As of New Year's Eve, the city's murder total sat at 209, making it again a top contender for the country's highest per-capita murder rate, a dubious title New Orleans held in 2006. A definitive per-capita rate for murders and all crimes remains elusive, because of varying estimates of the post-flood city's still-changing population. But even by the most generous estimate, preferred by the New Orleans Police Department, the city's murder rate is 67 murders per 100,000 people. Using another, lower population estimate cited by the city, the rate would be 71.
Compared with the nine other cities with the highest per-capita murder rates last year, New Orleans remains at or near the highest rate in 2007. For instance, Detroit and Baltimore are estimated to have about 47 and 45 murders, respectively, for every 100,000 people. Only Gary, Ind., a small city with a population of less than 100,000, might end up with a higher per-capita murder rate than New Orleans. Gary, according to murder statistics provided by its police department late last week, expects a murder rate of about 68 murders per 100,000 people, a figure in the middle of the range of estimates for the New Orleans rate.
In Atlanta, which had far fewer homicides than New Orleans -- 126 homicides as of Dec. 26 -- officials nonetheless blamed the increase in killings there, in part, on a New Orleans-based gang that moved into town after Hurricane Katrina. Members of the "International Robbing Crew" are accused of killing at least seven people in Atlanta.
Complete fourth-quarter crime statistics won't be made available for another month, but if trends from the first three quarters hold steady, then violent crime has increased, drastically in some categories. Indeed, the rate of reported assaults -- a category that includes all nonfatal shootings -- in the first three quarters of the year was on pace to equal or surpass the number of assaults in each of the two years before Hurricane Katrina, when the city's population was far larger.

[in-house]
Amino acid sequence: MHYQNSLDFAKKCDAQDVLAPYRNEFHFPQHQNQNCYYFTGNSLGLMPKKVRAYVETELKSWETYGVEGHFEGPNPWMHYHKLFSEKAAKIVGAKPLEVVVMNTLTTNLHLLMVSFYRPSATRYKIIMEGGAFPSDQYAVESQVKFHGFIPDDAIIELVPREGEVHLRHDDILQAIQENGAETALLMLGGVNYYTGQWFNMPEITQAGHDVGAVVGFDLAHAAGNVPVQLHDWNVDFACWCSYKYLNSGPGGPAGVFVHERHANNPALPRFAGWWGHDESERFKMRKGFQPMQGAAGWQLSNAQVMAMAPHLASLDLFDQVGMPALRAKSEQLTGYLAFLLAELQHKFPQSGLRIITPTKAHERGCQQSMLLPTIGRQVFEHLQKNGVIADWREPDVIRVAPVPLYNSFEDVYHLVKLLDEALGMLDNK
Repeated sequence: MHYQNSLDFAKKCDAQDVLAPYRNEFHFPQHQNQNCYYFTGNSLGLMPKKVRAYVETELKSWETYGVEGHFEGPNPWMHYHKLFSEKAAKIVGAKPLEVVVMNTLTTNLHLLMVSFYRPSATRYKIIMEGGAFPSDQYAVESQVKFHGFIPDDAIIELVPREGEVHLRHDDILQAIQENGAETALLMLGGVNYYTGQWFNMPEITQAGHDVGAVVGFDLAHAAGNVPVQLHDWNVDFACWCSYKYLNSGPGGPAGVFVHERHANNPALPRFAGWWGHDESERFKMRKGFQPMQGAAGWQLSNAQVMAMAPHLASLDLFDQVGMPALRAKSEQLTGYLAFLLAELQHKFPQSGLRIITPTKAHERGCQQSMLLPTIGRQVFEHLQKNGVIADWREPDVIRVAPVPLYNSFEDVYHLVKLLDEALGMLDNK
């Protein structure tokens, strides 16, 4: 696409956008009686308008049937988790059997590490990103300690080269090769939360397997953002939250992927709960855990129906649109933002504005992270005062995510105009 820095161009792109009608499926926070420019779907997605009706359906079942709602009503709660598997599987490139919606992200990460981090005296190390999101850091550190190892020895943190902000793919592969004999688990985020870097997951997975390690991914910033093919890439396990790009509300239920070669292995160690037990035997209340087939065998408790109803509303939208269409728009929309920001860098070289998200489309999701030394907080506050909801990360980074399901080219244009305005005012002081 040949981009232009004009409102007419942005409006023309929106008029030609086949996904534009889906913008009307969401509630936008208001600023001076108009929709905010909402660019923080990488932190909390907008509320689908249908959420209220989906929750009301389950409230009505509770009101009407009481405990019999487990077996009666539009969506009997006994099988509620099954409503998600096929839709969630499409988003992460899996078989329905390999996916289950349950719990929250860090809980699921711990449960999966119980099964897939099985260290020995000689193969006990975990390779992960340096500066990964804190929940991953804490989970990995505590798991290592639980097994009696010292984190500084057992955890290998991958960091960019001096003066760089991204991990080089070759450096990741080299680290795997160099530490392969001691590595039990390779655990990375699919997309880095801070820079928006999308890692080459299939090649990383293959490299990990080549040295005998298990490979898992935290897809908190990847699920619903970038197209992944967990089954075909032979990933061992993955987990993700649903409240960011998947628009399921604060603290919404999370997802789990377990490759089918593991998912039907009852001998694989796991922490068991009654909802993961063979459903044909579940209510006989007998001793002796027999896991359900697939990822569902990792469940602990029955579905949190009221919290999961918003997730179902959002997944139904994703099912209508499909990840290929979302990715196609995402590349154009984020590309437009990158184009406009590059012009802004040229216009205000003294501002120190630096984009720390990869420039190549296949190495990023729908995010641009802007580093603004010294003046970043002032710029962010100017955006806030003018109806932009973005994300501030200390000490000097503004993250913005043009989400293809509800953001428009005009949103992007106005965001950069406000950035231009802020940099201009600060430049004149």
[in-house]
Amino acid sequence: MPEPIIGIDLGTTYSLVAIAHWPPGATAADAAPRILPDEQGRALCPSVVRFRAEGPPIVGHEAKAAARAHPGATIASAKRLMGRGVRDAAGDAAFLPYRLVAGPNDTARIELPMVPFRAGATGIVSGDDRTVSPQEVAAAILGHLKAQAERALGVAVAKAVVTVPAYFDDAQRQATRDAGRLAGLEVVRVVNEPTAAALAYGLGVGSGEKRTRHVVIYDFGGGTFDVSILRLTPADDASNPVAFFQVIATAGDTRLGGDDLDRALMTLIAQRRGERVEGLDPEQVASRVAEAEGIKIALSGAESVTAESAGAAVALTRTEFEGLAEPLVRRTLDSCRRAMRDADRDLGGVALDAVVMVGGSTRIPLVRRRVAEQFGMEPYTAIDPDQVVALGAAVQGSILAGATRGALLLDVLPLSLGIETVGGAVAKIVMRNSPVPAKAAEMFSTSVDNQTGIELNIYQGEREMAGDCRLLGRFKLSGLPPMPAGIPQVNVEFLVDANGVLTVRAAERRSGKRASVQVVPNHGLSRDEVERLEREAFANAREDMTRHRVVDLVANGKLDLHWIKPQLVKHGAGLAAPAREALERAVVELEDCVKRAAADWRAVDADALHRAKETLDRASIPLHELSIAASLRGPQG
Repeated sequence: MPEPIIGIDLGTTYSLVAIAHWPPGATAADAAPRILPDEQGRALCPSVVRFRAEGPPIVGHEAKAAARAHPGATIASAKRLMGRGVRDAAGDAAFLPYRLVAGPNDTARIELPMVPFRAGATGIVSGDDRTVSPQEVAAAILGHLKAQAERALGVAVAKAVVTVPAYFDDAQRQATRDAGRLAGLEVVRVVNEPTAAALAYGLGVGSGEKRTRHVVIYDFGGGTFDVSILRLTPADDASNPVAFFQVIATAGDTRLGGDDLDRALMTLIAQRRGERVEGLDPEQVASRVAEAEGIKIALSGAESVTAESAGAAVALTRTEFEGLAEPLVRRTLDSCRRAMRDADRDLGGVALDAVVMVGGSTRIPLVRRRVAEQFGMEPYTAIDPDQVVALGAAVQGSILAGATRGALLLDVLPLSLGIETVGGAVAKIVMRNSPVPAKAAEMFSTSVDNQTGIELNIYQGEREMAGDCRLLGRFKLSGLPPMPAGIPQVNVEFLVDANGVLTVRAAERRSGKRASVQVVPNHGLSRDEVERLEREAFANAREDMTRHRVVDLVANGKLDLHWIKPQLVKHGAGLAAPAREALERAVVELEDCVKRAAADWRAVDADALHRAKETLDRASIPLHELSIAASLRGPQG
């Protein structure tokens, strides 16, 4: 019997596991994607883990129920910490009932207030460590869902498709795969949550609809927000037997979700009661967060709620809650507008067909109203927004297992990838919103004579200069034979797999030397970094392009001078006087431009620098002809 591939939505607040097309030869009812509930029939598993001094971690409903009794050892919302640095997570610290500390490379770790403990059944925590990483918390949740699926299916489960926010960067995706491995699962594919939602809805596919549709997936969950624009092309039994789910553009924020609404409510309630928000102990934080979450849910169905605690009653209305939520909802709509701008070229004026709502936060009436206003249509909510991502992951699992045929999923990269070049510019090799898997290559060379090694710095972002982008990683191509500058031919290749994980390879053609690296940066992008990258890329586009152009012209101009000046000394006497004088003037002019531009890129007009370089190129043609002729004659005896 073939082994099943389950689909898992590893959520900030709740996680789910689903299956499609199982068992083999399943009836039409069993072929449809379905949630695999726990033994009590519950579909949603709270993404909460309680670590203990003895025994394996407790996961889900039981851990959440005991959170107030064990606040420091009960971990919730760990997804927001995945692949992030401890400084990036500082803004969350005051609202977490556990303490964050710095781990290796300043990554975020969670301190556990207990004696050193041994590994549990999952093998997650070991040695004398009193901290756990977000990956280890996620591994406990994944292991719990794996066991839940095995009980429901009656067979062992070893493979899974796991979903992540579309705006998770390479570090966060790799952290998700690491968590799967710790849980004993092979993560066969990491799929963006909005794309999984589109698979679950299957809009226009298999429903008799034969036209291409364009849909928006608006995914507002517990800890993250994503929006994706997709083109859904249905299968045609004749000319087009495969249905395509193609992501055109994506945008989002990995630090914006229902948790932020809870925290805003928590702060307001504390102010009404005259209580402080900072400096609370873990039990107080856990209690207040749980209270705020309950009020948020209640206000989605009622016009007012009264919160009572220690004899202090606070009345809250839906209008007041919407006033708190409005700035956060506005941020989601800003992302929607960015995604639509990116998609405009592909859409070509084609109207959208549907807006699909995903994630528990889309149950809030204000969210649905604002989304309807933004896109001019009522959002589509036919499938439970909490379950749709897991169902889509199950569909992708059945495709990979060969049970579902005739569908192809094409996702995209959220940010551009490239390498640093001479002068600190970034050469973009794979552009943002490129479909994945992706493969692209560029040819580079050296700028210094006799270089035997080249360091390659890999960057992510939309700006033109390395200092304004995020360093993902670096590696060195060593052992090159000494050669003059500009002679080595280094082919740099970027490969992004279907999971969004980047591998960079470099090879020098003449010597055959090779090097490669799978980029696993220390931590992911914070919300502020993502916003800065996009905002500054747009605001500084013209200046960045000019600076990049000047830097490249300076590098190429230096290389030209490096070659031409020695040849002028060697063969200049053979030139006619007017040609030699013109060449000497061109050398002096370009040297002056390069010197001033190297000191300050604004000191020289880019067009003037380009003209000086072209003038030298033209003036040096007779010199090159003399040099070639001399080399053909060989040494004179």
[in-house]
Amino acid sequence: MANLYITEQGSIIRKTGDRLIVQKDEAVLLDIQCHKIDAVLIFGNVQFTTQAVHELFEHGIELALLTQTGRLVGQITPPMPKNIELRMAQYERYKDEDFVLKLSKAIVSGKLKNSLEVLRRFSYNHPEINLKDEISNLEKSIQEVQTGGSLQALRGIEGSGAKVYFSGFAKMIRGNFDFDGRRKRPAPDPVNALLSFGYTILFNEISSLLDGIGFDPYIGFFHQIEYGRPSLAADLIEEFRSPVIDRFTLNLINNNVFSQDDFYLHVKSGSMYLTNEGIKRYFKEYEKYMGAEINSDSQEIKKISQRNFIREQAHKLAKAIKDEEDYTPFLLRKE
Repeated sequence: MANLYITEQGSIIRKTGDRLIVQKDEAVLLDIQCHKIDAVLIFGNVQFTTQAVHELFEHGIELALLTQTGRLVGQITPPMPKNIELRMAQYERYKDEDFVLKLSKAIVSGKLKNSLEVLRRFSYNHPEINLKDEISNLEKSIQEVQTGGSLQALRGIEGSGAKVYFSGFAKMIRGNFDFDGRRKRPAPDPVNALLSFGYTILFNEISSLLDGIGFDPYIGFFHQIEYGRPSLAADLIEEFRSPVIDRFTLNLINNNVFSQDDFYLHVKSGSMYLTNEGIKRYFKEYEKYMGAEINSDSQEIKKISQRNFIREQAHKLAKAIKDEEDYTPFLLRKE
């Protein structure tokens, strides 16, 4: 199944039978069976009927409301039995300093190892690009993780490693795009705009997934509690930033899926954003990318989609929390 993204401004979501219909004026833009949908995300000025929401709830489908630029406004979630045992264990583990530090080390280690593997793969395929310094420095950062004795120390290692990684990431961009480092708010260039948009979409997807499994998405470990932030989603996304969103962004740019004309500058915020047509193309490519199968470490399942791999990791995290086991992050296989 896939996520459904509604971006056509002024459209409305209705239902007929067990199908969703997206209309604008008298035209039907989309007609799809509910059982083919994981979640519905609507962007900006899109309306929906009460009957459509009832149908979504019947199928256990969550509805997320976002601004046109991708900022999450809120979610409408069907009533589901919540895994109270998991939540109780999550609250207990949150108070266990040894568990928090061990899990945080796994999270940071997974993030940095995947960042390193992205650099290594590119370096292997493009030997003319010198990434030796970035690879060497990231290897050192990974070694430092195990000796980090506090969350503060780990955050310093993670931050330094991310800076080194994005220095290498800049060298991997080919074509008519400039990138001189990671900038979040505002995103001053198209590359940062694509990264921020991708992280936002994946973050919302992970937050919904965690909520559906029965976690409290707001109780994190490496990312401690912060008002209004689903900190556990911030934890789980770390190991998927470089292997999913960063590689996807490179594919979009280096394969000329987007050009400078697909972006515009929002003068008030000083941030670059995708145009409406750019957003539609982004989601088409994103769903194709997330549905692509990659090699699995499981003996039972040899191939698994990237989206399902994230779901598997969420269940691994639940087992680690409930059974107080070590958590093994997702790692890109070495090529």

If assaults continue at the same rate, they will total about 2,045 this year. That compares with 2,033 reported assaults in 2003, and 2,178 in 2004.
The same trend applies to burglary. If trends hold steady, roughly 5,090 burglaries will be reported this year. That's approaching the 5,238 burglaries in 2004 and significantly higher than the 4,864 reported in 2003.
As for national trends, many cities across the country experienced upticks in violent crime and homicides in 2005 and 2006, but several major cities managed to beat back those trends this year with successful policing strategies, said Caterina Gouvis Roman with the Urban Institute in Washington, D.C.
Chicago, Los Angeles, Philadelphia and New York City are among the cities expecting overall decreases in murder compared with last year, she said.
Indeed, as of the end of last week, both New York and Chicago expected to end the year with the lowest murder rates in decades.
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